Mapping Culture and Compromised Art in the Era of Globalization

Mapping Culture and Compromised Art in the Era of Globalization

Paula Tavares (Polytechnic Institute of Cávado and Ave, Portugal), Maria João Félix (Polytechnic Institute of Cávado and Ave, Portugal) and Pedro Mota Teixeira (Polytechnic Institute of Cávado and Ave, Portugal)
Copyright: © 2012 |Pages: 12
DOI: 10.4018/jep.2012010104
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This work presents an analysis of the cultural and artistic field, positively compromised with social and political questions. The authors start with the categorization of the idea of culture and move to vindication art movements. These movements, which followed the first vanguards and worked from the compromise with “otherness”, are at the origin of the contemporary denomination of political art. In this context, the authors approach the origins of activist art, referring to issues of gender, multiculturalism, globalization, and poverty. The different forms of presenting content are also an object of analysis: from art tradition to the contamination of daily life, from local to global, from street contact to digital.
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Introduction: Globalization And Tendencies—The Uniform Culture

“Perhaps the time has come to globally revise the Western playing rule that promotes unity versus diversity; that attempts at all costs to eliminate the anxiety provoked by what is different. As G.S. Rousseau and Roy Porter state, we have always “converted strange places into maps, we have classified rare species, we have interpreted strange habits, we have imposed order”. To summarize, we have tried to organize the world according to our image and likeness, with well defined codes that help eliminate the fear of what we cannot name, of what we do not know, up to the final consequences” (de Diego, 1998, p. 32).

We contemporary authors agree – and have so for some decades – to consider post-modernism as the space of the cultural other, the time when the “other” and the personal become political. This led to the (apparent) absorption of the minority by official culture, of the other and inclusively of the critic – official culture has assumed the role of political correctness. By doing this, it was integrated into social life. In recent years, the other’s reality, the difference, has become mainstream in countries within the northern hemisphere, mainly in European capitals and in New York.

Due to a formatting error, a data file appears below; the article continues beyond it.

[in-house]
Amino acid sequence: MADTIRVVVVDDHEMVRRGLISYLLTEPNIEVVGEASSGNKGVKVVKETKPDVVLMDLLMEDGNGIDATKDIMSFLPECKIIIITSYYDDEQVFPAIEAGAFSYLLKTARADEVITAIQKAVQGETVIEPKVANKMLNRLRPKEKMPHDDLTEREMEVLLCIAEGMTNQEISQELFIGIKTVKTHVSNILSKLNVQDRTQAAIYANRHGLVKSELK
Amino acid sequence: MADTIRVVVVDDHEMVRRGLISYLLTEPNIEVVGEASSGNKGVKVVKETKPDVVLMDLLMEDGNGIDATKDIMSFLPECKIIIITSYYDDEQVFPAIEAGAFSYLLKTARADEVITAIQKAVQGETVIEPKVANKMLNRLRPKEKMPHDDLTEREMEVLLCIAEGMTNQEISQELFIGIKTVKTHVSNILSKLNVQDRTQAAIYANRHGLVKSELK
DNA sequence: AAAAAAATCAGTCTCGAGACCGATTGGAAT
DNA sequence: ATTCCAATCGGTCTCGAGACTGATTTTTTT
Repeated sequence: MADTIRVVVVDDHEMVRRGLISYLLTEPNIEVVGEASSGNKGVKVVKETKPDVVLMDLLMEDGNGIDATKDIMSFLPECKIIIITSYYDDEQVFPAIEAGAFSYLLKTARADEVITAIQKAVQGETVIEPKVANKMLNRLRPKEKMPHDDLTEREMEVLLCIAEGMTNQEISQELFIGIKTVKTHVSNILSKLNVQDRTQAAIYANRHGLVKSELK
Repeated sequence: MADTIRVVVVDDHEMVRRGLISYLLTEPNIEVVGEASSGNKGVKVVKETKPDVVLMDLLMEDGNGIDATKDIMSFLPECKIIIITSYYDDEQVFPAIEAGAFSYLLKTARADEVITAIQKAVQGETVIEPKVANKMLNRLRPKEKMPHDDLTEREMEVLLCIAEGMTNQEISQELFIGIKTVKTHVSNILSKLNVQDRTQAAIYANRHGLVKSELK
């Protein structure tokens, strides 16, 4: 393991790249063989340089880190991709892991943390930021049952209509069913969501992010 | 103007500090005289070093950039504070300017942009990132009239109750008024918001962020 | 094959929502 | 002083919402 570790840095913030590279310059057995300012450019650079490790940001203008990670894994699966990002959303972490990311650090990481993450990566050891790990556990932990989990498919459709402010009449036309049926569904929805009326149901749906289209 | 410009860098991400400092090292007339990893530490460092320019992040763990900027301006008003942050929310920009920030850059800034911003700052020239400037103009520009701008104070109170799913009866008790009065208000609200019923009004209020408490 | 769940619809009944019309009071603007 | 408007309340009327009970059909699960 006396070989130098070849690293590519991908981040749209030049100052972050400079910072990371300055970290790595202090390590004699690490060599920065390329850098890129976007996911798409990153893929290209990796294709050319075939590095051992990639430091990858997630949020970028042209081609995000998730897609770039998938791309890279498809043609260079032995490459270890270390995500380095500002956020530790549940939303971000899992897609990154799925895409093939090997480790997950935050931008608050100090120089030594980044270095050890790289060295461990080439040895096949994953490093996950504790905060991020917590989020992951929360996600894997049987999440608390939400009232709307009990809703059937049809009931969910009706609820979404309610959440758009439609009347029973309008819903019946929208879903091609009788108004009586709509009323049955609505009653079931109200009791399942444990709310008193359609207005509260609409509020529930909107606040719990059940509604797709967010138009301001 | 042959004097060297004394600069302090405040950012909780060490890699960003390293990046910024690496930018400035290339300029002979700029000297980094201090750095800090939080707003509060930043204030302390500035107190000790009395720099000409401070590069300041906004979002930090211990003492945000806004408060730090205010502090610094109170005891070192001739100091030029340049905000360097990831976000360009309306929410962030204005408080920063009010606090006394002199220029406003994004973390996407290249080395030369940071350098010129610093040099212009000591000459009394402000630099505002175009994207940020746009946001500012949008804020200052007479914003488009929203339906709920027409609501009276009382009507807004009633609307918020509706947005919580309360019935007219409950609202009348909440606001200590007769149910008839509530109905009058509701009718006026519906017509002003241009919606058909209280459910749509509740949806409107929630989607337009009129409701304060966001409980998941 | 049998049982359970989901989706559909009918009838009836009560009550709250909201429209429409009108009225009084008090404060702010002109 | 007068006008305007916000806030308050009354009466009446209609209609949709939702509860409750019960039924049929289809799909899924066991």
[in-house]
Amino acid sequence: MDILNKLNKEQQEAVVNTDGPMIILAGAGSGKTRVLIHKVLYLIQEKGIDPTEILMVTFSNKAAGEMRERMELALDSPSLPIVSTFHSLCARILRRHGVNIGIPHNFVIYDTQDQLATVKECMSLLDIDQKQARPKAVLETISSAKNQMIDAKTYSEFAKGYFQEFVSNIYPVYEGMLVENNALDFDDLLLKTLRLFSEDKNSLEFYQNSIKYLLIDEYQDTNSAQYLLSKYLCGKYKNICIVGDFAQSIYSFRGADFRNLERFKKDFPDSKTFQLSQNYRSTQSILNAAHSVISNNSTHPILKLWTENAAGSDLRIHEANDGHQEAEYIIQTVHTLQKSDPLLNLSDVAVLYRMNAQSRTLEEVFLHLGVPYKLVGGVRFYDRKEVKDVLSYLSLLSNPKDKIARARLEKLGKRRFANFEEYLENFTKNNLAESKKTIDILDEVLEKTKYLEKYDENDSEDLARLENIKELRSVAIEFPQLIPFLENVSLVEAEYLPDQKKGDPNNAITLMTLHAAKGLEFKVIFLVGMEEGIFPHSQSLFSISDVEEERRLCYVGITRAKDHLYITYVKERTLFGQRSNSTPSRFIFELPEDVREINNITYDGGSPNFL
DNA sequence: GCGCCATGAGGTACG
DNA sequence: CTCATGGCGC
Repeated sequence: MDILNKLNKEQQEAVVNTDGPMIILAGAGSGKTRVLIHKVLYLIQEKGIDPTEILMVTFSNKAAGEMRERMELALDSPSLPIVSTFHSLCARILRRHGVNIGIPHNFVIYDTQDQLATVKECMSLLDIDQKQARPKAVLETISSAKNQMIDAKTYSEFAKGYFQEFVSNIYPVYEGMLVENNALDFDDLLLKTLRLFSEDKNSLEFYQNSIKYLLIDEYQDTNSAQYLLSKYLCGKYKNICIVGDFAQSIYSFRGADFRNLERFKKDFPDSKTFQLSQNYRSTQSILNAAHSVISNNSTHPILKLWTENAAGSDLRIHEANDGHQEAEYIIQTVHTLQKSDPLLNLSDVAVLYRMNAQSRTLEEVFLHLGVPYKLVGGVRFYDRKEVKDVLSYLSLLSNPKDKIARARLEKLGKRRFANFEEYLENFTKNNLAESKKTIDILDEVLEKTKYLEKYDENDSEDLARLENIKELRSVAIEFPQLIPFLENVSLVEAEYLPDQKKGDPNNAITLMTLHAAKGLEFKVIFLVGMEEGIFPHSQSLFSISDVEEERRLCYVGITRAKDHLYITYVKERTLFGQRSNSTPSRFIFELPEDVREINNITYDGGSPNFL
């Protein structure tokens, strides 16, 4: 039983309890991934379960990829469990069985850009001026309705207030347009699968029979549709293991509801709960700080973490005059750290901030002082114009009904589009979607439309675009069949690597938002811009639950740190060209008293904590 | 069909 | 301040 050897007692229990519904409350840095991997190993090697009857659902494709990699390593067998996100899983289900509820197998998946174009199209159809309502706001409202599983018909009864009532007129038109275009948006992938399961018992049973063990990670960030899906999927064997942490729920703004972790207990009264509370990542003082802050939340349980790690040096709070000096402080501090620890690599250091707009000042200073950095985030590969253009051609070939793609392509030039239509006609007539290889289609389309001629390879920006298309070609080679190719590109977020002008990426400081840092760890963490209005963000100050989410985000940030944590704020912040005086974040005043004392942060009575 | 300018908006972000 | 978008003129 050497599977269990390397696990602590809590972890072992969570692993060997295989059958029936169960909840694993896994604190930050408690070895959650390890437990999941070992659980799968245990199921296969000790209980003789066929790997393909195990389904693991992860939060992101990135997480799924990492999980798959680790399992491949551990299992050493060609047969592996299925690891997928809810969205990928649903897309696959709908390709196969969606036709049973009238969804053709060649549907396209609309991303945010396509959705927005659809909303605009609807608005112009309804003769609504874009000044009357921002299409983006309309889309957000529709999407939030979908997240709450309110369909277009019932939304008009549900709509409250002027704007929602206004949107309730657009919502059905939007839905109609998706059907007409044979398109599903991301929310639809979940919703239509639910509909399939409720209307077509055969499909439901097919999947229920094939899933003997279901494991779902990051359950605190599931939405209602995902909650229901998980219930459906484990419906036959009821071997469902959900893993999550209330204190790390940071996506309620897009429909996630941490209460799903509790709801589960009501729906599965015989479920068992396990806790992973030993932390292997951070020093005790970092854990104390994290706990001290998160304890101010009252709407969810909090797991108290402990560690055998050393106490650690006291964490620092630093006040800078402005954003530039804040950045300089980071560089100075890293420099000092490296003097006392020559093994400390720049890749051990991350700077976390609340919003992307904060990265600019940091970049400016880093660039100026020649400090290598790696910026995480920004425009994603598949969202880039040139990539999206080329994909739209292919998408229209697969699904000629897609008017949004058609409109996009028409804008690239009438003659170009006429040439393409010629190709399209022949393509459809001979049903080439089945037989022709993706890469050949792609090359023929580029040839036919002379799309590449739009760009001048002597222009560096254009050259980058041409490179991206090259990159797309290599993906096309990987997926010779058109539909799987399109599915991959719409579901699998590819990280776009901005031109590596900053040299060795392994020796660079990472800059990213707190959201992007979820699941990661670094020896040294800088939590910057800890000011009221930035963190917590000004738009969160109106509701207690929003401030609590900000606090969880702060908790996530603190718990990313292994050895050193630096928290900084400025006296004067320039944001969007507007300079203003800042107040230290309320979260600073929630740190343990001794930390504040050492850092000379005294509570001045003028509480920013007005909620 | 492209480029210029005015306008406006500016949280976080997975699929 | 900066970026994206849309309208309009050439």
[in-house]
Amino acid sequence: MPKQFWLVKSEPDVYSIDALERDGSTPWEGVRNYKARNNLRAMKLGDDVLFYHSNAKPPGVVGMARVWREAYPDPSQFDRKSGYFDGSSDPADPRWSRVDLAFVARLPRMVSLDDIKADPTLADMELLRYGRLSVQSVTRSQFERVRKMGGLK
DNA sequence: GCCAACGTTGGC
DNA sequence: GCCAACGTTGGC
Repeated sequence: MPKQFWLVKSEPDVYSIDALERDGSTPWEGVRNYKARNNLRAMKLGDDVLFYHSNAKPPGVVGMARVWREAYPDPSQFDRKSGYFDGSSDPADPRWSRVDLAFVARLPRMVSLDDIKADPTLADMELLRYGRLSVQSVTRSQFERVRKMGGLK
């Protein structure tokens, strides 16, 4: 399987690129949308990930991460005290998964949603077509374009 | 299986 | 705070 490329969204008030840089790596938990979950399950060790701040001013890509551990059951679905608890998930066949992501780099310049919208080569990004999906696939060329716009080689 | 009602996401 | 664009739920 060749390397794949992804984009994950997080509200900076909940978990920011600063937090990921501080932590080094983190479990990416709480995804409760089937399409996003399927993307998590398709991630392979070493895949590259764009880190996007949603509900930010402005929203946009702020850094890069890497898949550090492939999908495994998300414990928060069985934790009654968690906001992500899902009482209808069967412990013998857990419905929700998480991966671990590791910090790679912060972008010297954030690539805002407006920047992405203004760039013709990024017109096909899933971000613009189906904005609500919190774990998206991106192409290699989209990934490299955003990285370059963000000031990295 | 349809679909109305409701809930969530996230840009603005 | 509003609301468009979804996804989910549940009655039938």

One phenomenon that characterizes the 20th century, especially in its second half, is the present contamination of life, everyday and art, between what is considered low and high culture. From the analysis provided by Naomi Klein (2002), we note that advertisement - marketing in companies - has been exploring this approach as an answer to a bourgeoisie eager to climb the social ladder. It is also available for the identification (of its social group) through the possession of a set of objects and emotions that are simultaneously artificial and global.

If we are to consider the doubts created by globalization, we cannot ignore the apparent cultural balance of previous years - Roger Scruton (1998) sees this in a linear way. According to this author, consumption is the direct substitute of faith and religious rituals. As though contemporary Man felt more complete with consumption. In the fetishistic and opulent society installed from modernity, as enunciated by Karl Marx and ironized by Oscar Wilde. To consider this idea, let us refer to MTV (Music Television), which is watched and religiously followed by more the 275 million families all over the world – in 2002, Naomi Klein said that this TV channel was the best method for orienting/convincing young consumers. In her book No Logo, the author states that global youth watch so many hours of MTV per day that, as a cultural experience, it can only be compared to the time adults spend in front of the television when a new civil war begins. She adds that there is a total absorption of a set of images, trademarks and stereotyped behaviors by this “tribe” of youth. The defense of difference or of the respect for difference promoted by MTV among blacks, Indians, Pakistanis, Nordics and Latinos then leads to a cultural homogeny where all these groups wear jeans and denim jackets as if they were a uniform.

According to Naomi Klein, globalization will always be related to a form of culture created and supported by multinational companies with the approval of contemporary democratic states, which results in the idea of the social asset as something impenetrable. To guarantee its preservation, large retail chains, according to political power, have re-discovered their popular culture, as films and music. In Klein’s view, corporate censorship exists so that certain moral values and behaviors can be imposed upon us as being correct. This form of politics limits the production and realization of the majority of music and films produced in the Western world. The formula is simple: when “rules” are not respected, multinational companies do not manage to sell.

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